Posts Tagged ‘Lawrence’

The Spook Lights

Thursday, June 24th, 2010

Teenage Maniac / Night of the Queerwolf 7″
Self-Released, 2010

Like the previous post, here’s another underrated midwestern freakshow featured in the Horror Punk 101 countdown last Halloween. Lawrence, Kansas’ kings of reverb-drenched Cramps worship finally got pressed to wax—red wax no less—the perfect format for their brand of throwback garage stomp. And don’t assume that this is some showy retread tribute group dimly aping their heroes. The Spook Lights craft an aesthetic that draws from and extends their influences, keeping them as relevant and vital as anything you’ll find seeping from the underground in 2010. This debut 7″ captures their outstanding track “Teenage Maniac” from the KJHK Farm Fresh compilation and backs it up with a slithering B-side, “Night of the Queerwolf”, packaged up in fine, screen-printed PBR case paperboard. Fans of Haunted George, Kid Congo, and of course The Cramps, take note.


The Spook Lights on MySpace


Monday, April 20th, 2009

Epic Majestic 7″
Priapus, 1997

There were only 300 of these babies pressed on Lawrence, Kansas’ Priapus label and it’s about time you heard it. During the mid-1990s, the idea of ‘post-rock’ was quite the hot item with bands like Tortoise, Sea and Cake, Gastr del Sol and others mixing electronic and scholarly elements to sprawling rock compositions. That’s the category Hypershperian seemed to get lumped into, which doesn’t quite fit their freewheeling sound since they weren’t quite as fussy about their songs as some of the headier bands of the era. In fact, they had more of an “out there” vibe you’d find in bands like TFUL 282 or the more grandiose moments of The Flaming Lips and Brian Eno‘s early work, mixing and piling up sounds into a churning sonic stew that pulls you in instead of foisting itself upon you like some of the post-rock groups. The A-side features their best song, “Epic Majestic,” a vintage synth-soaked gem that stumbles along like a lazy stroll on a summer night, loose around the edges and just gnarled and weird enough to make things really interesting. The B-side kicks off with “Activation,” which stacks up nicely to the Stereolab catalog with minimal Moog giving way to waves of warm electronics and an increased density. “Hubris,” the final track, is a sparse indie rock-style duet featuring rolling basslines and electronic piano, which brilliantly culminates into a locked groove. Hyperspherian managed to put out a CD (only “Epic Majestic” from this 7″ appears on it) that doesn’t quite have the magic of this record, but it’s worth a listen if you happen to come across it.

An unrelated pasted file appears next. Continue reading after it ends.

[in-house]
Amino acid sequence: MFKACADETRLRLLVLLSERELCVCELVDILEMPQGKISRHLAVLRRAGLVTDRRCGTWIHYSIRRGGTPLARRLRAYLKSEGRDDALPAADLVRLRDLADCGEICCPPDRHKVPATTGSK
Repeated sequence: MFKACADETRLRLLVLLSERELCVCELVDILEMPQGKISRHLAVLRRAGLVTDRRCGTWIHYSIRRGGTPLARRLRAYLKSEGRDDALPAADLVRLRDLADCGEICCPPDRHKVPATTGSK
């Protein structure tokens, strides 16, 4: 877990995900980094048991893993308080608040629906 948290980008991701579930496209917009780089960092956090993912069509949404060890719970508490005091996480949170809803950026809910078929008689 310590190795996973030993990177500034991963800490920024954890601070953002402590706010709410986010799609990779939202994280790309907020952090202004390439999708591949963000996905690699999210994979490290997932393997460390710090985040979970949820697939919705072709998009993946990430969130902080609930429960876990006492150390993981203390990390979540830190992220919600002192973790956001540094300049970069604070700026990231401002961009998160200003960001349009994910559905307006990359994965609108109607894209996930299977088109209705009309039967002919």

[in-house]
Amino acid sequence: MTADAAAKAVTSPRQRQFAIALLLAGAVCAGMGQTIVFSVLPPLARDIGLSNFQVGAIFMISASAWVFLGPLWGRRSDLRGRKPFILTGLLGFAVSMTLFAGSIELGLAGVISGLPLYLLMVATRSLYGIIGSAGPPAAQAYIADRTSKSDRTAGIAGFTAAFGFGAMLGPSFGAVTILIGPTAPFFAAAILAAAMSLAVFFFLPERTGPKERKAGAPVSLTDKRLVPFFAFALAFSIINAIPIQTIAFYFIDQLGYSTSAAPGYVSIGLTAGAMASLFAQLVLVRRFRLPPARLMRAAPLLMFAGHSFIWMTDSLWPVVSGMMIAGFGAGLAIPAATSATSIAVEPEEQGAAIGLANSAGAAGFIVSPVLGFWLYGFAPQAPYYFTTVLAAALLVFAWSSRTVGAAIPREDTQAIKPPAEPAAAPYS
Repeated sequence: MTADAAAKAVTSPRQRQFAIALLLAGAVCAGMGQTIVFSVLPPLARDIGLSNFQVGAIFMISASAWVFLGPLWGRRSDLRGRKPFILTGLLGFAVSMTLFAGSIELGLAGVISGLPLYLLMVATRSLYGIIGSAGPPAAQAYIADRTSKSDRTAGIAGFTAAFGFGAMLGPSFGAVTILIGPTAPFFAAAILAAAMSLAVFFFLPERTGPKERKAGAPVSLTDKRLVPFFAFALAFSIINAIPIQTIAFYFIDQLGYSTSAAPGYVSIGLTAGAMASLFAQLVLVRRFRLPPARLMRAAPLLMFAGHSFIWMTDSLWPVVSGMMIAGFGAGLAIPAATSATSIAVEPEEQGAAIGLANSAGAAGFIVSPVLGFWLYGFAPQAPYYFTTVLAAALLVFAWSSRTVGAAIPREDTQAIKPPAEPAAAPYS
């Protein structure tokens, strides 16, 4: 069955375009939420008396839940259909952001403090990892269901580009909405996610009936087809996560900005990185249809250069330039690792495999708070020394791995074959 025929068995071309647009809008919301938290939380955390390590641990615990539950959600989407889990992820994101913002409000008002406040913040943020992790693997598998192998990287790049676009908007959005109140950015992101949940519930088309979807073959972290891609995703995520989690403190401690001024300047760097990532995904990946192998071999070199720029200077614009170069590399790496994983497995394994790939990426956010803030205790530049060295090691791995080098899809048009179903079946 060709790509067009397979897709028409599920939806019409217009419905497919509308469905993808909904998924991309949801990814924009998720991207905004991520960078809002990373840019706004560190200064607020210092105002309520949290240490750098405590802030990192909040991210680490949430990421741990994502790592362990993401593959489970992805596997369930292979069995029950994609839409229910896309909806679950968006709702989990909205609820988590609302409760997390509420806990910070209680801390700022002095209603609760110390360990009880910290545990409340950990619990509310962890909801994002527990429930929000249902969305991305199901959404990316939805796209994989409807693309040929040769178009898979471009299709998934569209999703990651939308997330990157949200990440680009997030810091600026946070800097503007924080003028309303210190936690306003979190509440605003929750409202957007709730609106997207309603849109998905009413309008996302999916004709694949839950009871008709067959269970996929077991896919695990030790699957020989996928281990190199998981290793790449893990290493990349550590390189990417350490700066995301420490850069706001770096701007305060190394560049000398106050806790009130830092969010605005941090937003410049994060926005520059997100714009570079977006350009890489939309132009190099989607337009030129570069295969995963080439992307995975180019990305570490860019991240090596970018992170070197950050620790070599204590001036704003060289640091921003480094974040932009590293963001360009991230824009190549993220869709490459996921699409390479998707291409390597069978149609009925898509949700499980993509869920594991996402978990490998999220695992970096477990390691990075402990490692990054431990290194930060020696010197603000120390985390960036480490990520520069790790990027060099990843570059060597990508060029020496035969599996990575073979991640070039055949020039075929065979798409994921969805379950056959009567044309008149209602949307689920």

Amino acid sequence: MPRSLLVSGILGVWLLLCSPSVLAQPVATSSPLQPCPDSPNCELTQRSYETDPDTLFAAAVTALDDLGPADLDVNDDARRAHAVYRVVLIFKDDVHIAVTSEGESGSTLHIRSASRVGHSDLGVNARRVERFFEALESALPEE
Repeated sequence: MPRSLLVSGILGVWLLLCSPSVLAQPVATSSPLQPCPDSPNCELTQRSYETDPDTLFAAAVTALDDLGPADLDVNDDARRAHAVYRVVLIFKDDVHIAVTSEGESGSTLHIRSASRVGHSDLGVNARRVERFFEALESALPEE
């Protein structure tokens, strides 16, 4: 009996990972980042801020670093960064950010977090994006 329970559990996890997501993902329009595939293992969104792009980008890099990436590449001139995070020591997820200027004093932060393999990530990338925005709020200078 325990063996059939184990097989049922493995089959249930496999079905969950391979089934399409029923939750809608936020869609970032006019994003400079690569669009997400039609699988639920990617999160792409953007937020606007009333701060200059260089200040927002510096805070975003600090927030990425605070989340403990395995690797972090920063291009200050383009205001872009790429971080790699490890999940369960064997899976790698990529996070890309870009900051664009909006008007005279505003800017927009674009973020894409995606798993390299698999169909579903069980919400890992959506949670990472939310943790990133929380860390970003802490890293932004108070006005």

Buy Epic Majestic on Bandcamp